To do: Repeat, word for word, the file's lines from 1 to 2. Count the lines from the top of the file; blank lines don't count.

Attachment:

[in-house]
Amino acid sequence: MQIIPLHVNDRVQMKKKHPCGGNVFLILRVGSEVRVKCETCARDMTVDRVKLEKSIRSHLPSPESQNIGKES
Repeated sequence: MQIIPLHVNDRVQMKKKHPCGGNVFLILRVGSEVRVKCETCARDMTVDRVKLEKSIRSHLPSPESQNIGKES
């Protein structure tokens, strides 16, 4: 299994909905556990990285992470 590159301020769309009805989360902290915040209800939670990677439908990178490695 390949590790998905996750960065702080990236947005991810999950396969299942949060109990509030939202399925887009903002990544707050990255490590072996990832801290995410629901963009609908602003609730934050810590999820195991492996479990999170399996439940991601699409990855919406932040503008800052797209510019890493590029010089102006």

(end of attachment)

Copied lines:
[in-house]
Amino acid sequence: MQIIPLHVNDRVQMKKKHPCGGNVFLILRVGSEVRVKCETCARDMTVDRVKLEKSIRSHLPSPESQNIGKES